The economic modelling used in the report points to an increase of between 191,000 and 203,000 additional people with disability participating in the labour market should the participation rate increase by 10 per cent. It also implies an increase of around 20,000 people participating in the labour force each year over the next ten years.
We congratulate the Network for its leadership on this issue and you can consider us signed on.
To make that kind of breakthrough we need to start pulling more levers and trying new things.
The title of this session is big ideas for disability employment. Well, here you go:
I think the biggest – and hottest – idea for disability employment is the reality of disability as a personal identity capable of generating a retail customer backlash in its own right.
If you’d told me a fortnight ago that a statement on disability could cause the shareprice of an iconic retailer to plummet by 2%, I certainly wouldn’t have believed it. Australians have simply decided that our society doesn’t extend the fair go to people with disability. They have said that through the 70% support for the levy. They are saying that through social media and in the 24 hour opinion cycle.
If a fashion chain came out against same sex marriage rights, or misappropriated work from indigenous artists, they could reasonably expect to face a strong backlash from the relevant communities. With the increasing recognition of disability as an identity we too have the power to vote with our wallets.
Myer is a game-changer and the message is that it is no longer acceptable to talk a pile of spin and then do the opposite. If business and representatives want to come out and support cuts to income support or attack a small levy to fund the NDIS, they need to walk the talk regarding disability, training or jobs.
Secondly, we need to ask whether policy is still in the right place.
In the 1990’s – when the Commonwealth and the State and Territories put together arrangements for disability policy under what was then called the Commonwealth State Disability Agreement – they struck a deal that pushed disability support services to the States and income support and employment programs to the Australian Government.
The work of the Productivity Commission and the NDIS is dismantling this division – it will see the Commonwealth stepping back into the role of providing disability support services, albeit in a very different way.
I think it’s the moment to ask whether employment is still in the right place or whether there is more that States, Territories and Local Government might do.
I have worked in many areas of disability policy since 1995. Some of the most exciting and innovative work in disability has happened in the States on employment, which is an area where they have no mandate.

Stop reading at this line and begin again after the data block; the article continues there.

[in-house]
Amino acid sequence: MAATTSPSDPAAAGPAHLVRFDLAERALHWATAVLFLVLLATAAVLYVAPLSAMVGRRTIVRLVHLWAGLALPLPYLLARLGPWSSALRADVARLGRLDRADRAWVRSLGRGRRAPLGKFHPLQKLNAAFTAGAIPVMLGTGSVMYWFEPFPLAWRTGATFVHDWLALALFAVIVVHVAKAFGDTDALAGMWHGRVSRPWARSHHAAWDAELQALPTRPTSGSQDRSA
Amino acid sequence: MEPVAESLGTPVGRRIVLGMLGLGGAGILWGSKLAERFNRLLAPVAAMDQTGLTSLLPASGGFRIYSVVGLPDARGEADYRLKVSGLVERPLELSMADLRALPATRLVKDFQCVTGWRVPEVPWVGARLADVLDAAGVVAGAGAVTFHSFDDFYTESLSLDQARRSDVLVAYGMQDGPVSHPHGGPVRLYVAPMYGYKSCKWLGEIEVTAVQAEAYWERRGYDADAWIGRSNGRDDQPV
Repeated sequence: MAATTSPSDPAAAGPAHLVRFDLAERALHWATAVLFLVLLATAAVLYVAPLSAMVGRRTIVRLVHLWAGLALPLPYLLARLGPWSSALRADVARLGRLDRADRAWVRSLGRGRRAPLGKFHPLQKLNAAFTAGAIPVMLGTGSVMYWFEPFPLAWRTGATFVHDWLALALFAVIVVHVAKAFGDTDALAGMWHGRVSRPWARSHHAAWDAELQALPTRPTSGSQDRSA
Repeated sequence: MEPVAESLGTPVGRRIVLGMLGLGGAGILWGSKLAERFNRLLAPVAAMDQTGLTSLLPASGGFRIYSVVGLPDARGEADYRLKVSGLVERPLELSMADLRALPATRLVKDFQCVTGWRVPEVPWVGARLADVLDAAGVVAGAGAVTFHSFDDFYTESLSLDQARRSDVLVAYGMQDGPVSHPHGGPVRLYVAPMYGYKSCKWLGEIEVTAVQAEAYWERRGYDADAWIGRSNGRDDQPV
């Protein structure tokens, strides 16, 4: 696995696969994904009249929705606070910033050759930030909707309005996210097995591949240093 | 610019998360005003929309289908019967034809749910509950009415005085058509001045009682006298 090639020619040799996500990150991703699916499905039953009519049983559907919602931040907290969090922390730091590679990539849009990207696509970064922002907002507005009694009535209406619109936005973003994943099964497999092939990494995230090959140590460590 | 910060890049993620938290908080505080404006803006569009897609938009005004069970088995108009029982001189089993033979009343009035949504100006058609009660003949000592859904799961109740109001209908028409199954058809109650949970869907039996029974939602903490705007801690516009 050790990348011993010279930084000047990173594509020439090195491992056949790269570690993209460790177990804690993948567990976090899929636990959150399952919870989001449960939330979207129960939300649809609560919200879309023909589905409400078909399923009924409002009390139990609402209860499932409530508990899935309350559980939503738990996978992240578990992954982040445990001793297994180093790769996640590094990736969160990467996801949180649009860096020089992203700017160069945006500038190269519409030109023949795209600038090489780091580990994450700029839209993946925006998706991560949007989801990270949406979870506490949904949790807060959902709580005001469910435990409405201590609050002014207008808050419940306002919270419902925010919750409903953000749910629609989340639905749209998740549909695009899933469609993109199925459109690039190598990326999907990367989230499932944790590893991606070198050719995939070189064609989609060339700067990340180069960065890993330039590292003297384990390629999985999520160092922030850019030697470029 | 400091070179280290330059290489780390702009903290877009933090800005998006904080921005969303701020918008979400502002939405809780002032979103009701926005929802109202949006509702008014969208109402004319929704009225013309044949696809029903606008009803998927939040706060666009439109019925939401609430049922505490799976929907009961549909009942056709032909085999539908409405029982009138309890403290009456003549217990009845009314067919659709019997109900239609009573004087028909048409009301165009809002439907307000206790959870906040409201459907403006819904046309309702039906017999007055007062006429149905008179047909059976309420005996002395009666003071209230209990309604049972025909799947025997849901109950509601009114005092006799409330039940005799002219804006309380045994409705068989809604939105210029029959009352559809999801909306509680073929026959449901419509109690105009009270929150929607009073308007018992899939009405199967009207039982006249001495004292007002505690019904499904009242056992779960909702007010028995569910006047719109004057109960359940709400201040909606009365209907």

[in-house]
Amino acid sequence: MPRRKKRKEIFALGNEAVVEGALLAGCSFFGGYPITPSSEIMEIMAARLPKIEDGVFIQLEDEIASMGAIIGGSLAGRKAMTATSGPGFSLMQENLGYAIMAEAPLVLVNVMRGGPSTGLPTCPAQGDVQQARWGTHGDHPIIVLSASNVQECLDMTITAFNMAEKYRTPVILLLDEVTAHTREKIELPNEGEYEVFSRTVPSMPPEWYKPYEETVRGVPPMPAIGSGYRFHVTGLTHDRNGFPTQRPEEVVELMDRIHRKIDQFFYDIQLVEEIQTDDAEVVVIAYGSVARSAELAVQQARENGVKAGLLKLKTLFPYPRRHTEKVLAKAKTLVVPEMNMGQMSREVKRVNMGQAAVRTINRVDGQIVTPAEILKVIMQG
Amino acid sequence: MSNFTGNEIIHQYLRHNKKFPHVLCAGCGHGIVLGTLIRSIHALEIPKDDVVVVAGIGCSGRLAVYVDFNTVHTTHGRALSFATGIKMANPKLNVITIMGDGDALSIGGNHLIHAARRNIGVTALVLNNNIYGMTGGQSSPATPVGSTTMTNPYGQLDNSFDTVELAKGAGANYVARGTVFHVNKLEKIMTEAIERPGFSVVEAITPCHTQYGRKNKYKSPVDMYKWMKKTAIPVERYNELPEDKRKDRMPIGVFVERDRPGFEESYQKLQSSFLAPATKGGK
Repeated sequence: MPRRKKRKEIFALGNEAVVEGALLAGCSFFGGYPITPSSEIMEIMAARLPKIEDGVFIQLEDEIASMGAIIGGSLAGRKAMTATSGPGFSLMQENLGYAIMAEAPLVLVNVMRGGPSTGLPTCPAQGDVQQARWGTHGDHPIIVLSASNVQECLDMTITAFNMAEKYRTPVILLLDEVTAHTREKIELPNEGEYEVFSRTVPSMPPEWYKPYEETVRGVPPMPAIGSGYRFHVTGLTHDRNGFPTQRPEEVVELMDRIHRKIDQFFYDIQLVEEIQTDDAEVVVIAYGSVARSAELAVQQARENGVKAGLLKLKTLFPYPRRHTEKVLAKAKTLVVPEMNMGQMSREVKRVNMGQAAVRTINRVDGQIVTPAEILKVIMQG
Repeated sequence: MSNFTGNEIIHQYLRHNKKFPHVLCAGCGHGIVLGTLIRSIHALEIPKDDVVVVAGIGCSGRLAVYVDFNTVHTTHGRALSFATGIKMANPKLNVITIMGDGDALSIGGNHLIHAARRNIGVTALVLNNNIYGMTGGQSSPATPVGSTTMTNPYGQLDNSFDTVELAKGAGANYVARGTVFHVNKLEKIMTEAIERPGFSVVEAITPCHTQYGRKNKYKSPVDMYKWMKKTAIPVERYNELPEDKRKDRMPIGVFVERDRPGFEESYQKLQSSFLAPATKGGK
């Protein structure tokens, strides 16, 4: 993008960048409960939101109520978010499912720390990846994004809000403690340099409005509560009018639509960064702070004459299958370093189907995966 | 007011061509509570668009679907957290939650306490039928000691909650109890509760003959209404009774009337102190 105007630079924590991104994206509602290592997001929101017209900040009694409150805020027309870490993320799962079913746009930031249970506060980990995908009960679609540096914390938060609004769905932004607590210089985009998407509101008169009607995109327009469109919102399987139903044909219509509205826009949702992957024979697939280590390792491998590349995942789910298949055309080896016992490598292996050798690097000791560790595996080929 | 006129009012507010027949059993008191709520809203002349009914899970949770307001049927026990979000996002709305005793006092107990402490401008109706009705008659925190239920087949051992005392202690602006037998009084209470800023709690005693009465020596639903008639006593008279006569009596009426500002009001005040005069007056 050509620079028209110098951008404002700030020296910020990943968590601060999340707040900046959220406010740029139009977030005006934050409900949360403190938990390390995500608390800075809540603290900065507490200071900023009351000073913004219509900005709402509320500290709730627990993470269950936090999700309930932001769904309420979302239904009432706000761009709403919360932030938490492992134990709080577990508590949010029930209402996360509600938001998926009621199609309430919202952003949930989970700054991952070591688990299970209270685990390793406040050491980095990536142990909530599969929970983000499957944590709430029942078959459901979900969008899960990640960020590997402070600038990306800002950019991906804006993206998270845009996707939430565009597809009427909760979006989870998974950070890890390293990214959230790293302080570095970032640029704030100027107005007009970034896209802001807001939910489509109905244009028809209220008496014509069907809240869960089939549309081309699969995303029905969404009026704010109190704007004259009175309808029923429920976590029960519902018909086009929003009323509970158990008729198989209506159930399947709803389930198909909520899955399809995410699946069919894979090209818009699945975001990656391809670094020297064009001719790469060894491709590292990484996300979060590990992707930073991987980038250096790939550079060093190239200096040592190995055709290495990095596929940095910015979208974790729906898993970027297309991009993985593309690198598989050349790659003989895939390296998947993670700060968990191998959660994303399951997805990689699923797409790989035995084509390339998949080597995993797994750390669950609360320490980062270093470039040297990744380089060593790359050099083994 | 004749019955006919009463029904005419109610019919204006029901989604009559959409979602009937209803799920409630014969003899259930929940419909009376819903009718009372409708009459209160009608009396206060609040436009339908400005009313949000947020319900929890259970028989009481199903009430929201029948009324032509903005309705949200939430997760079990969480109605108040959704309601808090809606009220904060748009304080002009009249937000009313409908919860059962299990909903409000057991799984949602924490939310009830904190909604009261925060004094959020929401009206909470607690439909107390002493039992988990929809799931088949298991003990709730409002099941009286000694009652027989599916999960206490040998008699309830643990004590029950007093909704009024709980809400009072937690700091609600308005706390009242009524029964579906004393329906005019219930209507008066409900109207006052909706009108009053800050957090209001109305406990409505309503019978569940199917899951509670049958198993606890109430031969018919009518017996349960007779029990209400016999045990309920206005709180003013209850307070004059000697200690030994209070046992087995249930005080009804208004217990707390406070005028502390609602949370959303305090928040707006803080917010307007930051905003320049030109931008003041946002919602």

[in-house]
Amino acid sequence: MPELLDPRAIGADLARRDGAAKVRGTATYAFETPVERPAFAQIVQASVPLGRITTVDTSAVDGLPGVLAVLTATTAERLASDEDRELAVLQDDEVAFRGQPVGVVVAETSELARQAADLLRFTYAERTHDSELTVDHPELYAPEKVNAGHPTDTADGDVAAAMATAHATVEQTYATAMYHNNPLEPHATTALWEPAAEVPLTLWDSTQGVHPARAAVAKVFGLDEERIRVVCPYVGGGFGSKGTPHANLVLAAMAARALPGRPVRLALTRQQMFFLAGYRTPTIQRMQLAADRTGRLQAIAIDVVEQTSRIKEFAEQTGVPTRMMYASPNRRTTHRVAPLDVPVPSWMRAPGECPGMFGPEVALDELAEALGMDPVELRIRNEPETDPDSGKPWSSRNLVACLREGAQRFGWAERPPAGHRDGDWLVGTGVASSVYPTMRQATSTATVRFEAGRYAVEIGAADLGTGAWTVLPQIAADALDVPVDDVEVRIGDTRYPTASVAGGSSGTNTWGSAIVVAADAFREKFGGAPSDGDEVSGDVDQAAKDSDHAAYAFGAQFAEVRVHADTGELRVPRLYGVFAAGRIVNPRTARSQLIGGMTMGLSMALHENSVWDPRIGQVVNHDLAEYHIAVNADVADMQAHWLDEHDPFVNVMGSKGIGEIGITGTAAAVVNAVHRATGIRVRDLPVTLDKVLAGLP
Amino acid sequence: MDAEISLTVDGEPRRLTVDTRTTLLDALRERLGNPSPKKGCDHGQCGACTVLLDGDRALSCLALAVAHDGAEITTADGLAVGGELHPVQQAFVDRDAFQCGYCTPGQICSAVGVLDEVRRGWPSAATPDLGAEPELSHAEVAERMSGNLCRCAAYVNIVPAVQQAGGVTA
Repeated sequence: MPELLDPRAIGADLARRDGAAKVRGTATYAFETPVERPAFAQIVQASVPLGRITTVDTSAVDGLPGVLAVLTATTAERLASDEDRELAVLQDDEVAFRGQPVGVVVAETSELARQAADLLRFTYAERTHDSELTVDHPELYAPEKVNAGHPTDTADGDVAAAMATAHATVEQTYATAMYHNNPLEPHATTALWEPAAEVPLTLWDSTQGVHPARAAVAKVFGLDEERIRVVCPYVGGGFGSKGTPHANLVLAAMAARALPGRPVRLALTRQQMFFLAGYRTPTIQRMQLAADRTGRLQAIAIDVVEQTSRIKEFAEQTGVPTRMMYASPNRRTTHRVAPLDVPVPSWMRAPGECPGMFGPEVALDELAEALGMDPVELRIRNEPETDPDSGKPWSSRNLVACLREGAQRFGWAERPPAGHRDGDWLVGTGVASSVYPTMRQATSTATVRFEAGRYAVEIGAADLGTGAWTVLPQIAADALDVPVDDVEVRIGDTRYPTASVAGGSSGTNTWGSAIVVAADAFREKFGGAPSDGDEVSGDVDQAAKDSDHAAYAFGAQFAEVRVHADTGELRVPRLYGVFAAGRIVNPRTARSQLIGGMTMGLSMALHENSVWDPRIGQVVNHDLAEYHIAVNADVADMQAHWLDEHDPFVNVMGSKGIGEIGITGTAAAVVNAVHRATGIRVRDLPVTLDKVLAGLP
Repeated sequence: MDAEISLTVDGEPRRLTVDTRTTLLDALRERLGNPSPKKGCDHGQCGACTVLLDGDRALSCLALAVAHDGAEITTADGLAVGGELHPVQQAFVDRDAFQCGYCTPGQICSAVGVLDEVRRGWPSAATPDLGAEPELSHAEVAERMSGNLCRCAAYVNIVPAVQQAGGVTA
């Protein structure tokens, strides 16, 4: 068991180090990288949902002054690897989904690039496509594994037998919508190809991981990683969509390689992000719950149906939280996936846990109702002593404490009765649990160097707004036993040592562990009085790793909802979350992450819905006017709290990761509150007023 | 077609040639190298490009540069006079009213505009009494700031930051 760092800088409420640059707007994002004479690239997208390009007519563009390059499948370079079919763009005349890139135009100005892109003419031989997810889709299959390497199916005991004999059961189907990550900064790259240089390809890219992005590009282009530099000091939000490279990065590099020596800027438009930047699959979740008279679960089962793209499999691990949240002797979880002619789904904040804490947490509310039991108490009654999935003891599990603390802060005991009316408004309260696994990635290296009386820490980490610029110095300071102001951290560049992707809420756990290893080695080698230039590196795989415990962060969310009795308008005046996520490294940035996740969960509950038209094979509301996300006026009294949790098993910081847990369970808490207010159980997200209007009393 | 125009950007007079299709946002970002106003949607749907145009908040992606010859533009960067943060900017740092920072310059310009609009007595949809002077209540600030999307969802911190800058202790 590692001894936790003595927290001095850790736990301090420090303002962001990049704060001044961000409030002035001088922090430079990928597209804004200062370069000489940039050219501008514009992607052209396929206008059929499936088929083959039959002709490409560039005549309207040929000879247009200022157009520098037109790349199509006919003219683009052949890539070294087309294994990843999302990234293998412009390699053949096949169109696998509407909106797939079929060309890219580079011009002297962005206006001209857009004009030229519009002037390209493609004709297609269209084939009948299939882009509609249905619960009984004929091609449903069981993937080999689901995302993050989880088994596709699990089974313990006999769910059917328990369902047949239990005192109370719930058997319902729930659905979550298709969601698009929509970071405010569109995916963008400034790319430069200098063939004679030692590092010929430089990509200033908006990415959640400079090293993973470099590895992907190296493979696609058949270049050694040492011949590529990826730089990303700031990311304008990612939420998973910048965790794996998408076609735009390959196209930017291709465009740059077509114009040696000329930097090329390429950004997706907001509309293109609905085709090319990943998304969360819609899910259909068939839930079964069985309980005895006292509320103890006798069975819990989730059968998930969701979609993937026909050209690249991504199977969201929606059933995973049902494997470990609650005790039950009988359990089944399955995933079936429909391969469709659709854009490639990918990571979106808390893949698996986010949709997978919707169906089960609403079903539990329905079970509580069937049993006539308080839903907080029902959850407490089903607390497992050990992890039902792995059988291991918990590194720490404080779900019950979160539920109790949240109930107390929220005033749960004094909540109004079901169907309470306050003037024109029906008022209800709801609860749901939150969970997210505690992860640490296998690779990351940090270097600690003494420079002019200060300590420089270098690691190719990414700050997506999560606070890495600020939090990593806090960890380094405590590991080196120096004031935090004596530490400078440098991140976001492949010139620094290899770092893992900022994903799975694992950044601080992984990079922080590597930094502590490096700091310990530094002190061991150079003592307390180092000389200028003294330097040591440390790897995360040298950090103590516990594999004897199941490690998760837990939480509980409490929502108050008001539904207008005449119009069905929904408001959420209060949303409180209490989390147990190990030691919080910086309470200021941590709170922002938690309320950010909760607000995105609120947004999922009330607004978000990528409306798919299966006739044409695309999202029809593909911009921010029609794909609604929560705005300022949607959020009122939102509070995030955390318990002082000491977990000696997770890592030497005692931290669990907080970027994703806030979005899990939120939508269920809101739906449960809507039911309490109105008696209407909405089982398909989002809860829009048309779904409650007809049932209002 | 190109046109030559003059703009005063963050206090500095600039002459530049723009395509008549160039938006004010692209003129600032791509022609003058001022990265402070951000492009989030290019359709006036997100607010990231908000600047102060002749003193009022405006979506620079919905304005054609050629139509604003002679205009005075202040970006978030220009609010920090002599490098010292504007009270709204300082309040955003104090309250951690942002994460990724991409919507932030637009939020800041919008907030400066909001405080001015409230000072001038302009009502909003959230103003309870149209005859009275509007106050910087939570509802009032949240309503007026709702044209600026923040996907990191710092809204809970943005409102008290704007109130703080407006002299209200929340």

There are inclusion awards, there are project incubation hubs, there are cut through awareness campaigns (like don’t dis my ability) and there are social ventures and successful public sector campaigns.
State and local govt’s live where jobs are. They have leverage and they procure in the sorts of industries which provide many base level jobs.
Tying employment and income support together at the Federal level maintains the blinkered view that the only lever that Government has is to tinker with the Newstart/DSP interface in order to drive marginal shifts in the numbers of people on payments.
The other day we heard about workers in Australian Disability Enterprises whose incomes were so low they weren’t eligible for superannuation. Last Friday, the High Court of Australia dismissed the Commonwealth’s application to appeal the Federal Court decision which ruled that the Business Services Wage Assessment Tool (BSWAT) discriminated against people with intellectual disability.
That invites us to ask whether running Australian Disability Enterprises from one Commonwealth program is really likely to create the kinds of partnerships capable of getting the job done?
Attitudes are also important and Governments invest in awards, campaigns and work to build the business case. Yet we have surprisingly little hard evidence about what community attitudes towards people with disabilities are, what drives them and what might actually work to shift them.
In no other area of life or business would we blunder out and fund an advertising campaign without decent market research.
Government should invest in an internationally benchmarked National Survey on Community Attitudes towards people with disability to inform work on employment and to encourage access and inclusion in the public, private and community sectors.
Attitudes are also formed by modelling good behaviour and the record of government’s as an employer is parlous.
Things have gotten so bad that they need a kick start so PWDA also supports a public sector employment target in the APS.
I endorse the entry level traineeship programs which have been run by Depts like FaHCSIA, but in the spirit of big ideas we need more high profile signature measures to show that Government is serious along the lines of Federal internships, job shadow and mentoring programs.
In the US there have been programs which supports people with disabilities to serve as jobshadows and interns in the White House and on Capitol Hill.